Sodboy13

North American Pro Soccer 2015

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The NASL is safe as the 2nd tier for one big reason. The have a hold of the strongest soccer hotbed in the US. The state of Florida.

And he's quick with a joke, or to light up a smoke...

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The NASL is safe as the 2nd tier for one big reason. The have a hold of the strongest soccer hotbed in the US. The state of Florida. That hotbed is getting hotter. Until they lose those three successful teams, the other leagues below them will never touch them. Even if they have double the clubs of the NASL.

Except for you know the whole USSF minimum requirements to be rated D2 that they've yet to meet... But sure they're the Florida League... good for them.

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Laugh all you want but I know im ahead on this one. 10 years from now you will see articles upon articles about how Florida runs soccer. And just like my Jags prediction, I'm going to be here years later telling you I told you so because I got nothing else better to do. :D

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Gotta admit, you say the most bizarre :censored: , but I love your self-depricating sense of humor. You're a good egg.

Nevertheless, he's right - the NASL needs West Coast teams to hold on to D2. Even if the three Florida teams come to rival Real Madrid, it won't be enough to sustain their league.

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What? You could not be more wrong. I'll give you a little lesson. There are two things that are really important for league stability. attendance and viewership. If you have 3 teams in any league in the US averaging over 70,000 fans a game, you are looking at your new tier 1 league. Those teams already making more money than any MLS team. They're going to afford to bring in the big stars. And if there are 70 thousand people going to 3 different teams a year, there is viewership interest there. And networks like ESPN will pounce. It doesn't matter if the closest team to California is in Alabama. If three teams are averaging over 70,000 a game, you are looking at your new number one league. That ridiculous that comment.

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What? You could not be more wrong. I'll give you a little lesson. There are two things that are really important for league stability. attendance and viewership. If you have 3 teams in any league in the US averaging over 70,000 fans a game, you are looking at your new tier 1 league. Those teams already making more money than any MLS team. They're going to afford to bring in the big stars. And if there are 70 thousand people going to 3 different teams a year, there is viewership interest there. And networks like ESPN will pounce. It doesn't matter if the closest team to California is in Alabama. If three teams are averaging over 70,000 a game, you are looking at your new number one league. That ridiculous that comment.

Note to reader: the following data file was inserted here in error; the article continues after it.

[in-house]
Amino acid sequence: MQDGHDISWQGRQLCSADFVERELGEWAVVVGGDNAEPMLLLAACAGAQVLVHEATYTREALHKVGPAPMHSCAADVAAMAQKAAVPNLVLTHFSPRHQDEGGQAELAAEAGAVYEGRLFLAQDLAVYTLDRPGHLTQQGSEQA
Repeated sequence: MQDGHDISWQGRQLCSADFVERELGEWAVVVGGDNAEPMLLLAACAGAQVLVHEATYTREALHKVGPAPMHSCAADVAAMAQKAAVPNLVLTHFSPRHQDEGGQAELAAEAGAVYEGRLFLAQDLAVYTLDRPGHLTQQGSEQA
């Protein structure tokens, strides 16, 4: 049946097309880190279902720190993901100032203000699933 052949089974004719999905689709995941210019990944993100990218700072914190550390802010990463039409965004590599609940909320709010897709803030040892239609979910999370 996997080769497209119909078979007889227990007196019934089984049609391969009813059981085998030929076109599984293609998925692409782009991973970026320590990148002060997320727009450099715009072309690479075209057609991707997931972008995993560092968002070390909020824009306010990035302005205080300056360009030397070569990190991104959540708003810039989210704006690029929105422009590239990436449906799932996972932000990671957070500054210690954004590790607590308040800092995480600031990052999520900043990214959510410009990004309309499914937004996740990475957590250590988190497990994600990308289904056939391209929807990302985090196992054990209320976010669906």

Except for you know the whole USSF minimum requirements to be rated D2 that they've yet to meet... But sure they're the Florida League... good for them.

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What? You could not be more wrong. I'll give you a little lesson. There are two things that are really important for league stability. attendance and viewership. If you have 3 teams in any league in the US averaging over 70,000 fans a game, you are looking at your new tier 1 league. Those teams already making more money than any MLS team. They're going to afford to bring in the big stars. And if there are 70 thousand people going to 3 different teams a year, there is viewership interest there. And networks like ESPN will pounce. It doesn't matter if the closest team to California is in Alabama. If three teams are averaging over 70,000 a game, you are looking at your new number one league. That ridiculous that comment.

I'm glad you're now a soccer fan, but you really should learn a little more about the sport before making another post like this. This is not the "lesson" you perhaps intended to give.